By Anushri Saxena:
How often do you buy those lush bright vegetables that are impressively marked distinct with a sticker? What sets them apart from the other lesser priced products? Besides appearing fuller, organic food items are actually believed to be healthier and richer than the traditional food items.
The concept of organic food will take us back to their agricultural fields, where they are produced. Studies suggest that during irrigation, or watering of crops, the water is sometimes contaminated and that is what the plants seep. In turn, this largely affects the yield; what we consume. This is traditional farming.
In Japan, the shrimps had begun to be harmed in the water by their own excreta. So, a new bacteria was genetically devised which fed on the waste in the pool of shrimps, thus providing them a clean environment to breed and survive. This is just an example of organic farming. It attends to the way a product is produced in the most natural way.
Organic farming involves numerous techniques which specially attend to minuscule practices such as covering the soil with natural material instead of plastic, to save the water from evaporating. This is referred to as mulching.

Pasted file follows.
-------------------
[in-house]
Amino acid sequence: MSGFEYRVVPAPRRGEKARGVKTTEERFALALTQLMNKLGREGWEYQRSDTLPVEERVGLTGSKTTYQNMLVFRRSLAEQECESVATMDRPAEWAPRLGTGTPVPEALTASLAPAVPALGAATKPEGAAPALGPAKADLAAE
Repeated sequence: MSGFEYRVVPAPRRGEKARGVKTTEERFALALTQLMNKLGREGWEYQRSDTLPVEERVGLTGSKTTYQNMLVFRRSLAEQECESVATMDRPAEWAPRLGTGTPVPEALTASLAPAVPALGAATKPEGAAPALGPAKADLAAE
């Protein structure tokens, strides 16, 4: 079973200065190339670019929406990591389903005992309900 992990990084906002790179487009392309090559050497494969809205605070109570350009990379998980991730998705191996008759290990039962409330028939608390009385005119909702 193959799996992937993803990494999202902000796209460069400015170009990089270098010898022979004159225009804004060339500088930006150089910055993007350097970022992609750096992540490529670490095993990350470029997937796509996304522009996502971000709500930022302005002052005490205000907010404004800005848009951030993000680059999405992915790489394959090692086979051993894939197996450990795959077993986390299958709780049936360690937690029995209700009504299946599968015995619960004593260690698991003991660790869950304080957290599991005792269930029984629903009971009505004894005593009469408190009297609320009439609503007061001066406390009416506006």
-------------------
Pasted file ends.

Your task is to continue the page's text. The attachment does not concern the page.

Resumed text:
You can find various food items which have gone organic – spices and condiments, vegetables, pulses, cookies, ready-to-eat snacks and many more. Not so surprisingly, organic food is very highly priced as compared to traditional food products, due to the special conditions in which they are harvested. And it is only justified for an organic farmer to earn more than his counterpart for his greater efforts. You can also buy the food in bulk so as reduce the overall cost.
Predictably, the total sale of organic food is much lower than that of conventionally produced food. As per the report on IndianRetailer.com, the business of organic food was only 0.001% of the total food business in India. Despite the awareness amongst people, they still think twice before buying these eco-friendly aliments. Once again, high price and lower purchasing power are the targets for blame.
The demand for organic food may not be that high in India at the moment, but campaigns are in full swing in forms of advertisements and news products coming up, trying hard to attract consumers. Yakult, a pro-biotic drink worth only ten rupees, has gained considerable momentum in its sales since its first launch in India in 2005.
Various super markets – Food Bazaar, Reliance Fresh, Sabka Bazaar have separate stalls for the organic products. Safal, a part of Mother Dairy, has started dealing in organic pulses – Chane Ki Daal for Rs. 45 and Kaabuli Chana for Rs. 73, are just a few of the wide variety they offer. Ice-cream producers like Kwality Wall’s, Mother Dairy and Amul have introduced Pro-biotic ice-creams.
Food stuffs produced in such ways not only protect and sustain our environment and also provide more nutrition to our diet. Go Organic! Slowly, but try stepping in its direction.